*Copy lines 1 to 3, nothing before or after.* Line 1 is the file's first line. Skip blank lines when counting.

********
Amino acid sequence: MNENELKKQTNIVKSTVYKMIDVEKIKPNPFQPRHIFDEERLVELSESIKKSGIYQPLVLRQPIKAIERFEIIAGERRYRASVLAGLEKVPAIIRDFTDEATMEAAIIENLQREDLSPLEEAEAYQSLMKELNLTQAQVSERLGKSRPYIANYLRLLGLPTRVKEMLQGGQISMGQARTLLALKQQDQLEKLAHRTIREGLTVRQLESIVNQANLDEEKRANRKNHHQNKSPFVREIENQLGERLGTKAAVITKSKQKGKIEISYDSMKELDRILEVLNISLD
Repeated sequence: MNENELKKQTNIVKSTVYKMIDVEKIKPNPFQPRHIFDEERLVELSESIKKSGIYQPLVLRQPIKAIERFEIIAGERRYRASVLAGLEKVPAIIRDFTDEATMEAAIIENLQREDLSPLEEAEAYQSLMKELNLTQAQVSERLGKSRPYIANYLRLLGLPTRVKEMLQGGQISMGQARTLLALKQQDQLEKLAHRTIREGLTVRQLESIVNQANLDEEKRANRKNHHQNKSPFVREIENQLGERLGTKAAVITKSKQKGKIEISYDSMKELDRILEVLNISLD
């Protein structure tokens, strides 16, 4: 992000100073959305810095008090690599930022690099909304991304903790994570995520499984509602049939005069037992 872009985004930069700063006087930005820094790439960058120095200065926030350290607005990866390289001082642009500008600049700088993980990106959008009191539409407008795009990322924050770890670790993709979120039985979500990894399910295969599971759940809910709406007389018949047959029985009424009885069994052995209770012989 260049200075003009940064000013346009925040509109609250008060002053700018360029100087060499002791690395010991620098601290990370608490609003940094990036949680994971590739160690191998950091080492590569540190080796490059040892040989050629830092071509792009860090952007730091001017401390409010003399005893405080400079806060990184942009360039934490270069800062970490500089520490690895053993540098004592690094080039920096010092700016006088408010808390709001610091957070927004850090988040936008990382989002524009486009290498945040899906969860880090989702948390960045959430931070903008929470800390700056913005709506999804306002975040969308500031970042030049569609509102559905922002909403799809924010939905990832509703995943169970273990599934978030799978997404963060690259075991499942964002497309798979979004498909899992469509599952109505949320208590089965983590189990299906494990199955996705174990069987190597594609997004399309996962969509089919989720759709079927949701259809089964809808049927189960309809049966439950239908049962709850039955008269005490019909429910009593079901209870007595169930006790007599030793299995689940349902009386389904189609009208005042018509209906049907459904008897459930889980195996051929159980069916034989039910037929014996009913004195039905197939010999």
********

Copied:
Amino acid sequence: MNENELKKQTNIVKSTVYKMIDVEKIKPNPFQPRHIFDEERLVELSESIKKSGIYQPLVLRQPIKAIERFEIIAGERRYRASVLAGLEKVPAIIRDFTDEATMEAAIIENLQREDLSPLEEAEAYQSLMKELNLTQAQVSERLGKSRPYIANYLRLLGLPTRVKEMLQGGQISMGQARTLLALKQQDQLEKLAHRTIREGLTVRQLESIVNQANLDEEKRANRKNHHQNKSPFVREIENQLGERLGTKAAVITKSKQKGKIEISYDSMKELDRILEVLNISLD
Repeated sequence: MNENELKKQTNIVKSTVYKMIDVEKIKPNPFQPRHIFDEERLVELSESIKKSGIYQPLVLRQPIKAIERFEIIAGERRYRASVLAGLEKVPAIIRDFTDEATMEAAIIENLQREDLSPLEEAEAYQSLMKELNLTQAQVSERLGKSRPYIANYLRLLGLPTRVKEMLQGGQISMGQARTLLALKQQDQLEKLAHRTIREGLTVRQLESIVNQANLDEEKRANRKNHHQNKSPFVREIENQLGERLGTKAAVITKSKQKGKIEISYDSMKELDRILEVLNISLD
């Protein structure tokens, strides 16, 4: 992000100073959305810095008090690599930022690099909304991304903790994570995520499984509602049939005069037992 872009985004930069700063006087930005820094790439960058120095200065926030350290607005990866390289001082642009500008600049700088993980990106959008009191539409407008795009990322924050770890670790993709979120039985979500990894399910295969599971759940809910709406007389018949047959029985009424009885069994052995209770012989 260049200075003009940064000013346009925040509109609250008060002053700018360029100087060499002791690395010991620098601290990370608490609003940094990036949680994971590739160690191998950091080492590569540190080796490059040892040989050629830092071509792009860090952007730091001017401390409010003399005893405080400079806060990184942009360039934490270069800062970490500089520490690895053993540098004592690094080039920096010092700016006088408010808390709001610091957070927004850090988040936008990382989002524009486009290498945040899906969860880090989702948390960045959430931070903008929470800390700056913005709506999804306002975040969308500031970042030049569609509102559905922002909403799809924010939905990832509703995943169970273990599934978030799978997404963060690259075991499942964002497309798979979004498909899992469509599952109505949320208590089965983590189990299906494990199955996705174990069987190597594609997004399309996962969509089919989720759709079927949701259809089964809808049927189960309809049966439950239908049962709850039955008269005490019909429910009593079901209870007595169930006790007599030793299995689940349902009386389904189609009208005042018509209906049907459904008897459930889980195996051929159980069916034989039910037929014996009913004195039905197939010999």